"Sexual risk behaviors place adolescents at risk for HIV infection, other sexually transmitted diseases (STDs), and unintended pregnancy: An estimated 8,300 young people aged 13–24 years in the 40 states reporting to CDC had HIV infection in 2009. Nearly half of the 19 million new STDs each year are among young people aged 15–24 years. Over 400,000 teen girls aged 15–19 years gave birth in 2009"
Teachers Versus Parents
Personally, I think sex education is sort of like a recipe; it takes a little of this, and a little of that, but you still may not get the end results you were hoping for. Parents should ultimately be responsible for teaching the youth they brought into this world about how exactly they got there. Surly most parents know their children better than the teacher does, so they would have a better understanding of where to start, and how far to go with it in one setting.
Sex is an emotional act; people in love do it, as well as people in lust. I firmly believe that the emotional side of sex should be explained by the parents. Because, really, if it weren't for some emotional triggered time, they wouldn't have the child they need to educate. We still need sex education in schools, though, and that is where the teacher comes in. Teachers are good at teaching facts to a class. In a class of say, 20 students, there could be 20 different views on the same subject. However, it is the teachers responsibility to inform the students. Personally, when I was a kid, if my mom would have started talking to me about sexually transmitted diseases, I would have shut down. The conversation would have been over before it started. In a classroom with all your peers, it's easier to not get as embarrassed. If anything, to just sit and be quiet through the class, and just listen. The information is still getting delivered by the teacher, and received by the student, whether the student makes comments or not.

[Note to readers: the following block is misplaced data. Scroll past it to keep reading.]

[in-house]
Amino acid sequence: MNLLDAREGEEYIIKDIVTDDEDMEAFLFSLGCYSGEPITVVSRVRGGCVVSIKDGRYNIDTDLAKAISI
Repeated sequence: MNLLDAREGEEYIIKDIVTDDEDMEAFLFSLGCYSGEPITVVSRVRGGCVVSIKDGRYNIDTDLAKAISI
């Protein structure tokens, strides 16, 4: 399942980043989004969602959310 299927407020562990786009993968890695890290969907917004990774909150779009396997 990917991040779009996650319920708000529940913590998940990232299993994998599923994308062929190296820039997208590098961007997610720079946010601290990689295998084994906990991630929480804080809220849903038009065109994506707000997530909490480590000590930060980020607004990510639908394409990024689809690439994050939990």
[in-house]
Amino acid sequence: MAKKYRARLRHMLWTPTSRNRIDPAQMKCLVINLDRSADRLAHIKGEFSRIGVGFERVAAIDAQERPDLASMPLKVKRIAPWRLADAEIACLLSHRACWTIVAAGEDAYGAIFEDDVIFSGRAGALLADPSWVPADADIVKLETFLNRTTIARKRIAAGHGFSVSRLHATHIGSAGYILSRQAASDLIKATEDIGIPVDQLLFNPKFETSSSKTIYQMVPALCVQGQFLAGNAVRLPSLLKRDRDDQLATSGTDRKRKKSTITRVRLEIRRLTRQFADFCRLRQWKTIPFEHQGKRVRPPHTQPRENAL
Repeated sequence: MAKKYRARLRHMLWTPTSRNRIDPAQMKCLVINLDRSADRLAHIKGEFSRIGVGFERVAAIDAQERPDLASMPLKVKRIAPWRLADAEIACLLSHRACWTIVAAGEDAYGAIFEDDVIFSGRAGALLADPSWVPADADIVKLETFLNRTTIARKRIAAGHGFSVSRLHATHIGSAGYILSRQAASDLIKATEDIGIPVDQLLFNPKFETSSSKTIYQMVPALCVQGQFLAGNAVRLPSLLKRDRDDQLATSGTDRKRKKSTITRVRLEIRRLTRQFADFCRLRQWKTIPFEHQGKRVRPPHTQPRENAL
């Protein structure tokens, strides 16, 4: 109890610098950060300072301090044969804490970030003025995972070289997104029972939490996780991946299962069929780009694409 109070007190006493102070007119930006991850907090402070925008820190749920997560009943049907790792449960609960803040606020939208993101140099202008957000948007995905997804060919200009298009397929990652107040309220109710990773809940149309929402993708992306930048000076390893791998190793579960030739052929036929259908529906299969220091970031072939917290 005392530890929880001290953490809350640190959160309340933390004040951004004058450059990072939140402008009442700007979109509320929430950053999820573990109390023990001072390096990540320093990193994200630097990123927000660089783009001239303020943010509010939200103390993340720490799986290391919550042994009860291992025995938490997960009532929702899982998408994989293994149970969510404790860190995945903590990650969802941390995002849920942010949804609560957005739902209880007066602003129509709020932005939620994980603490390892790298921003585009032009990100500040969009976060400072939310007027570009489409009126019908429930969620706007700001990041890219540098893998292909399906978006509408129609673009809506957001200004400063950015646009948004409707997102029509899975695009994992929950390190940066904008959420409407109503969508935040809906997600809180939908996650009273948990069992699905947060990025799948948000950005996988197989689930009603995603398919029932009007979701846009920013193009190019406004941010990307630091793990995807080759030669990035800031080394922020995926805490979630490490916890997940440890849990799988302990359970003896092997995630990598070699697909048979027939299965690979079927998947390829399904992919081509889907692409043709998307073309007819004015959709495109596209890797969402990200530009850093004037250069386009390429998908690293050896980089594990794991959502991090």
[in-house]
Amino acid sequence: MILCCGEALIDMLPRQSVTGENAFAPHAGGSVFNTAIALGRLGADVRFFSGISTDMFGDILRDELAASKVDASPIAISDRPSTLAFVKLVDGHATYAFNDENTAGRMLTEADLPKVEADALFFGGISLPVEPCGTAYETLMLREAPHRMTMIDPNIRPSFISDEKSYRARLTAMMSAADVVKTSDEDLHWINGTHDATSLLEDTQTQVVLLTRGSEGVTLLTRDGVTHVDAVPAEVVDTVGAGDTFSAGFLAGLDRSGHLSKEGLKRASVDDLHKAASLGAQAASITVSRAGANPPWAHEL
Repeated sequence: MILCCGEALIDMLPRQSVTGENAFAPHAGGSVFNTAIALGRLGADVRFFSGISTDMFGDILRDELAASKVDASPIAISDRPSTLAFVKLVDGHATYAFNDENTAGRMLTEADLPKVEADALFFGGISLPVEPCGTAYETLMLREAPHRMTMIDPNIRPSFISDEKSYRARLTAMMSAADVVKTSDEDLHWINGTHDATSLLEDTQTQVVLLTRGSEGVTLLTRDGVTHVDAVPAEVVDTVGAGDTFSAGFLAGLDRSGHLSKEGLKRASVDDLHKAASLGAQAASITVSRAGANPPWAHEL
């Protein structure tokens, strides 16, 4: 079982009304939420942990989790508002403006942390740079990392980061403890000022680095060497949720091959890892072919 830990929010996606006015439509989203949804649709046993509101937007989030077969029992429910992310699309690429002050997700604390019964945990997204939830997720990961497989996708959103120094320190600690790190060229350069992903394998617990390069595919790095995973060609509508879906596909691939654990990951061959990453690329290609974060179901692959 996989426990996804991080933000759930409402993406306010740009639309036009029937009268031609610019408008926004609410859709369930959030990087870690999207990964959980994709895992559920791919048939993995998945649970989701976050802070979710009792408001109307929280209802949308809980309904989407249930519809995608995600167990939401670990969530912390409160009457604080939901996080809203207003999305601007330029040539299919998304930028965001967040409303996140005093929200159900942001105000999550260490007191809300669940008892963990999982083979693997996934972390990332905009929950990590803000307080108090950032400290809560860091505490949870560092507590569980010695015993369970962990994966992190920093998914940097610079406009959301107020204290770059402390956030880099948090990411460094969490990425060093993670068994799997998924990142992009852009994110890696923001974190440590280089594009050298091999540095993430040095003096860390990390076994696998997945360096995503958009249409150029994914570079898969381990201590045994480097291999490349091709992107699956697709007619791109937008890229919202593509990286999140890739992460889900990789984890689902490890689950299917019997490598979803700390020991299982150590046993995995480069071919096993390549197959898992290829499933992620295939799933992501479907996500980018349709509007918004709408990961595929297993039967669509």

Sex education class was only half a year when I was a kid, and it was taught when I was in eighth grade. I knew what sex was way before that, and so did my peers. With that said, I think sex education should also be taught at a younger age. I may not have known everything there was to know at a young age, but I did have the right idea and concept of what sex was by the time I was in fifth grade. That sounds so young, but I believe this would be a good grade to introduce the idea of sex education. Schools and teachers wouldn't have to go into great depth at this point, but this is around the age that bodies are changing in girls, and boyfriend/girlfriend relationships start. If sex education started around the fifth grade age and was a continued area of study throughout high school, I think it would cut down on teenage pregnancies, and increase safe sex in teens.
Doing a sex education class would also keep the information fresh in the minds of youth, while also teaching them up-to-date information. The medical world is one of constant change and growth. Everyday there are more cures for diseases, and also more infections and diseases popping up, kids need to be aware of these before deciding to become sexually active. The statistics for teenagers being infected with HIV, as well as other sexually transmitted diseases, might go down if there were more than just half a year of education on the matter of sex education.
All in all, I think teachers and parents need to work together. I'm sure I'm not the only one that has heard that it takes a village to raise a child, but it's true. Sex education was fairly up-to-date and proficient when I took it in school. I believe it just takes teaching it at home and in school for it to make a real effect on kids.